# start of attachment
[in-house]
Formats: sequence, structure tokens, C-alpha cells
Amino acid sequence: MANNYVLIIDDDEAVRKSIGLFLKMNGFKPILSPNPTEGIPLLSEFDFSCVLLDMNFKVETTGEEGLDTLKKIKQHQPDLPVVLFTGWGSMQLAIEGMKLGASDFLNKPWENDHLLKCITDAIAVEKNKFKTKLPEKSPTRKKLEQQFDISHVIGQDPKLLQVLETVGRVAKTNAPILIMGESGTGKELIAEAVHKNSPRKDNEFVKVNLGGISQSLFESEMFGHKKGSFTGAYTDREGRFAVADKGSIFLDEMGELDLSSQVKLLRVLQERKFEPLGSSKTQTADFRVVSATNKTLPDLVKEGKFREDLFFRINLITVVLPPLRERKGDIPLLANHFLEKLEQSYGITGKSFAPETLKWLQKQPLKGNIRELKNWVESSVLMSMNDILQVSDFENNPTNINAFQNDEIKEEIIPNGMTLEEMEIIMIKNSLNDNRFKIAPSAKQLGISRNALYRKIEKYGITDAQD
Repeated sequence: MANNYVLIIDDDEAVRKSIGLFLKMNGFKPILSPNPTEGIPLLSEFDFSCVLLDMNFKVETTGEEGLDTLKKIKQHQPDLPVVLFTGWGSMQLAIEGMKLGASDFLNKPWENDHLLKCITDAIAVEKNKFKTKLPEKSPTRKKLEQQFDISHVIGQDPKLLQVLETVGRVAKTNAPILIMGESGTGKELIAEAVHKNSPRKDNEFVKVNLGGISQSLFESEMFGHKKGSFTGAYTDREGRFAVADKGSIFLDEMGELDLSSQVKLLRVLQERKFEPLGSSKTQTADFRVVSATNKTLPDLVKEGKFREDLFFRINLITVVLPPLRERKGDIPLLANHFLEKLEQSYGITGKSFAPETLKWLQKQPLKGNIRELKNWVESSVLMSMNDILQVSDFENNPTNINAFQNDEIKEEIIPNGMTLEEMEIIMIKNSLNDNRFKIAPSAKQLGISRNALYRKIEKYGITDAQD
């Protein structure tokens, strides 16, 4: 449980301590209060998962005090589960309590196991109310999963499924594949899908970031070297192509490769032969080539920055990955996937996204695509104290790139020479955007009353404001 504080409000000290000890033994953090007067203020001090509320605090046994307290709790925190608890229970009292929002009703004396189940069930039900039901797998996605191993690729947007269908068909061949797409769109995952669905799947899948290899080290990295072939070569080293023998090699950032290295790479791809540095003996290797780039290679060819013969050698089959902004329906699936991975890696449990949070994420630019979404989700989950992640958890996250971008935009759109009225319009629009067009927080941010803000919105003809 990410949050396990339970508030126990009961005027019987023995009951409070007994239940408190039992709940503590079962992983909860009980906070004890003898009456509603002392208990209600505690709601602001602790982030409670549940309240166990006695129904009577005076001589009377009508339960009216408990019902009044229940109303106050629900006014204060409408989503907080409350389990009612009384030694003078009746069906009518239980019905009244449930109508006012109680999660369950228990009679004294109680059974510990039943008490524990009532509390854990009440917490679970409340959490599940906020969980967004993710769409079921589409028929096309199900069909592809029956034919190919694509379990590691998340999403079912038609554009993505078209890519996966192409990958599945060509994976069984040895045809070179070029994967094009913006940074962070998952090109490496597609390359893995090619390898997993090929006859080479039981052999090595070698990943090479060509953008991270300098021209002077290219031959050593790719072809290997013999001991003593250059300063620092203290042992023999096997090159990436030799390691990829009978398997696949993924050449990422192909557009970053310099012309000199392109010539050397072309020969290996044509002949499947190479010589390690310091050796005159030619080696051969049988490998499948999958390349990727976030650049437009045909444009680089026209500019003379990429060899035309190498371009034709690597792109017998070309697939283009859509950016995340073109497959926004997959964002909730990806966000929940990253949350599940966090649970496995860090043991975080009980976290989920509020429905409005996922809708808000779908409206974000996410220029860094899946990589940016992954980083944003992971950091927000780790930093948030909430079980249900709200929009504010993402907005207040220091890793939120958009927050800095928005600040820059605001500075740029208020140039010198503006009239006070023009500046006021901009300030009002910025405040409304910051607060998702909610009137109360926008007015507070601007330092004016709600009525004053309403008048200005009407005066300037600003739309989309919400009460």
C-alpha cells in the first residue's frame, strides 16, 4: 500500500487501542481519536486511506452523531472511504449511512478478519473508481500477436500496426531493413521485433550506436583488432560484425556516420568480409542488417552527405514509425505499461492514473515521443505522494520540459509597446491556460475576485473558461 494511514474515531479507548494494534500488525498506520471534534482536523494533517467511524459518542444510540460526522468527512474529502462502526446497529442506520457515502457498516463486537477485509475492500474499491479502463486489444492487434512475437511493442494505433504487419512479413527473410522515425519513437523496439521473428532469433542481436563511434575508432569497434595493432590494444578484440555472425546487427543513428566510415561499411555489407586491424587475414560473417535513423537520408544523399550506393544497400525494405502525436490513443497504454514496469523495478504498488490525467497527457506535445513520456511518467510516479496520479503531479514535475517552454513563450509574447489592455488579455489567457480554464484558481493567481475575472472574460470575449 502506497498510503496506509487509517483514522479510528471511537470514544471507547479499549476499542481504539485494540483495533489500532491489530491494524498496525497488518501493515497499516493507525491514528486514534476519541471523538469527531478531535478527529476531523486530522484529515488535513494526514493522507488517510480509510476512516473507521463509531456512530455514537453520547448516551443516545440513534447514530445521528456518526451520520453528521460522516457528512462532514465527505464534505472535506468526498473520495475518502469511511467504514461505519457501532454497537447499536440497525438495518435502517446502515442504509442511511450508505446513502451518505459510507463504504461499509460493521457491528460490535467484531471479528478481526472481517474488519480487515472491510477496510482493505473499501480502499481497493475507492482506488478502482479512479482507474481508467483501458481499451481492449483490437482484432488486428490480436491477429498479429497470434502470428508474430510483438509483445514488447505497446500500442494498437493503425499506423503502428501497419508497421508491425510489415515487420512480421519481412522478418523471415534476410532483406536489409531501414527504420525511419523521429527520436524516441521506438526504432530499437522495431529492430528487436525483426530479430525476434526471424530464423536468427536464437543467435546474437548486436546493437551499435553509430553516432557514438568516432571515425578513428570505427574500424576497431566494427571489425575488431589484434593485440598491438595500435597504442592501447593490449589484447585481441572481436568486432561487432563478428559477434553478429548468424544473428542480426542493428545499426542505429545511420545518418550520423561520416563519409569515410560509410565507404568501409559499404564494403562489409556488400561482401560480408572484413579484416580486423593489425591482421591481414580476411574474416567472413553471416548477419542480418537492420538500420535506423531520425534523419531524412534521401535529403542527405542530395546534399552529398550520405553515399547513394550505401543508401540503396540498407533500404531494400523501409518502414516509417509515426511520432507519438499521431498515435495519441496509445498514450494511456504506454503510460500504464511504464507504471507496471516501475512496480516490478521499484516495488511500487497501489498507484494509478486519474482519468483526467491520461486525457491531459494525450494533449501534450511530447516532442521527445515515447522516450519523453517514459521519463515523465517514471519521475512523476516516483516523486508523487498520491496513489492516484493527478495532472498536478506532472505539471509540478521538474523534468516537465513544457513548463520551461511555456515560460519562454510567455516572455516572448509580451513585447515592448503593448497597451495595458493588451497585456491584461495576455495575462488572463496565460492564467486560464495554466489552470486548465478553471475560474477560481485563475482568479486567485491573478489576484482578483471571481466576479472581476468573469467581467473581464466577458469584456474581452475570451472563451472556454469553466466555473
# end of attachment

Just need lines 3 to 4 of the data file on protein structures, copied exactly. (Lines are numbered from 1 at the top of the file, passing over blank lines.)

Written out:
Amino acid sequence: MANNYVLIIDDDEAVRKSIGLFLKMNGFKPILSPNPTEGIPLLSEFDFSCVLLDMNFKVETTGEEGLDTLKKIKQHQPDLPVVLFTGWGSMQLAIEGMKLGASDFLNKPWENDHLLKCITDAIAVEKNKFKTKLPEKSPTRKKLEQQFDISHVIGQDPKLLQVLETVGRVAKTNAPILIMGESGTGKELIAEAVHKNSPRKDNEFVKVNLGGISQSLFESEMFGHKKGSFTGAYTDREGRFAVADKGSIFLDEMGELDLSSQVKLLRVLQERKFEPLGSSKTQTADFRVVSATNKTLPDLVKEGKFREDLFFRINLITVVLPPLRERKGDIPLLANHFLEKLEQSYGITGKSFAPETLKWLQKQPLKGNIRELKNWVESSVLMSMNDILQVSDFENNPTNINAFQNDEIKEEIIPNGMTLEEMEIIMIKNSLNDNRFKIAPSAKQLGISRNALYRKIEKYGITDAQD
Repeated sequence: MANNYVLIIDDDEAVRKSIGLFLKMNGFKPILSPNPTEGIPLLSEFDFSCVLLDMNFKVETTGEEGLDTLKKIKQHQPDLPVVLFTGWGSMQLAIEGMKLGASDFLNKPWENDHLLKCITDAIAVEKNKFKTKLPEKSPTRKKLEQQFDISHVIGQDPKLLQVLETVGRVAKTNAPILIMGESGTGKELIAEAVHKNSPRKDNEFVKVNLGGISQSLFESEMFGHKKGSFTGAYTDREGRFAVADKGSIFLDEMGELDLSSQVKLLRVLQERKFEPLGSSKTQTADFRVVSATNKTLPDLVKEGKFREDLFFRINLITVVLPPLRERKGDIPLLANHFLEKLEQSYGITGKSFAPETLKWLQKQPLKGNIRELKNWVESSVLMSMNDILQVSDFENNPTNINAFQNDEIKEEIIPNGMTLEEMEIIMIKNSLNDNRFKIAPSAKQLGISRNALYRKIEKYGITDAQD